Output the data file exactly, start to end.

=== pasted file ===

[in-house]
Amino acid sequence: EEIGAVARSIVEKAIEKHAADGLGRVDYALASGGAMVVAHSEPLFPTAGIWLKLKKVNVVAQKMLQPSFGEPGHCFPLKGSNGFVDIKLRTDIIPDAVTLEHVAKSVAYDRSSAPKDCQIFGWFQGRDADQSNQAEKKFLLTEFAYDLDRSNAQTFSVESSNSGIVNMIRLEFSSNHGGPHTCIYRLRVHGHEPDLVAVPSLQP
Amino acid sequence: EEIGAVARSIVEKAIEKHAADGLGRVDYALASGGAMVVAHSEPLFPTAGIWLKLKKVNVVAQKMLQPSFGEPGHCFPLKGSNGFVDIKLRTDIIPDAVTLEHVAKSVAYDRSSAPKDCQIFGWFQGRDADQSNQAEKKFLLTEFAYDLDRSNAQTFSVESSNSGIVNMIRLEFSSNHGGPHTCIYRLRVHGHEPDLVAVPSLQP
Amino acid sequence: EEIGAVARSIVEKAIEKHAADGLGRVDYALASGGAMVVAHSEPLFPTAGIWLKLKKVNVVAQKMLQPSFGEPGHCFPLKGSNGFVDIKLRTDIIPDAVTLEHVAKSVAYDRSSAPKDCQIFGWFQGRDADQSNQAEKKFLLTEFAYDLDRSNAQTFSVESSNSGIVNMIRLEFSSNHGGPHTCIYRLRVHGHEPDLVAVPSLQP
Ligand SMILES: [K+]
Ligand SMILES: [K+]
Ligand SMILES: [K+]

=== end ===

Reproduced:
[in-house]
Amino acid sequence: EEIGAVARSIVEKAIEKHAADGLGRVDYALASGGAMVVAHSEPLFPTAGIWLKLKKVNVVAQKMLQPSFGEPGHCFPLKGSNGFVDIKLRTDIIPDAVTLEHVAKSVAYDRSSAPKDCQIFGWFQGRDADQSNQAEKKFLLTEFAYDLDRSNAQTFSVESSNSGIVNMIRLEFSSNHGGPHTCIYRLRVHGHEPDLVAVPSLQP
Amino acid sequence: EEIGAVARSIVEKAIEKHAADGLGRVDYALASGGAMVVAHSEPLFPTAGIWLKLKKVNVVAQKMLQPSFGEPGHCFPLKGSNGFVDIKLRTDIIPDAVTLEHVAKSVAYDRSSAPKDCQIFGWFQGRDADQSNQAEKKFLLTEFAYDLDRSNAQTFSVESSNSGIVNMIRLEFSSNHGGPHTCIYRLRVHGHEPDLVAVPSLQP
Amino acid sequence: EEIGAVARSIVEKAIEKHAADGLGRVDYALASGGAMVVAHSEPLFPTAGIWLKLKKVNVVAQKMLQPSFGEPGHCFPLKGSNGFVDIKLRTDIIPDAVTLEHVAKSVAYDRSSAPKDCQIFGWFQGRDADQSNQAEKKFLLTEFAYDLDRSNAQTFSVESSNSGIVNMIRLEFSSNHGGPHTCIYRLRVHGHEPDLVAVPSLQP
Ligand SMILES: [K+]
Ligand SMILES: [K+]
Ligand SMILES: [K+]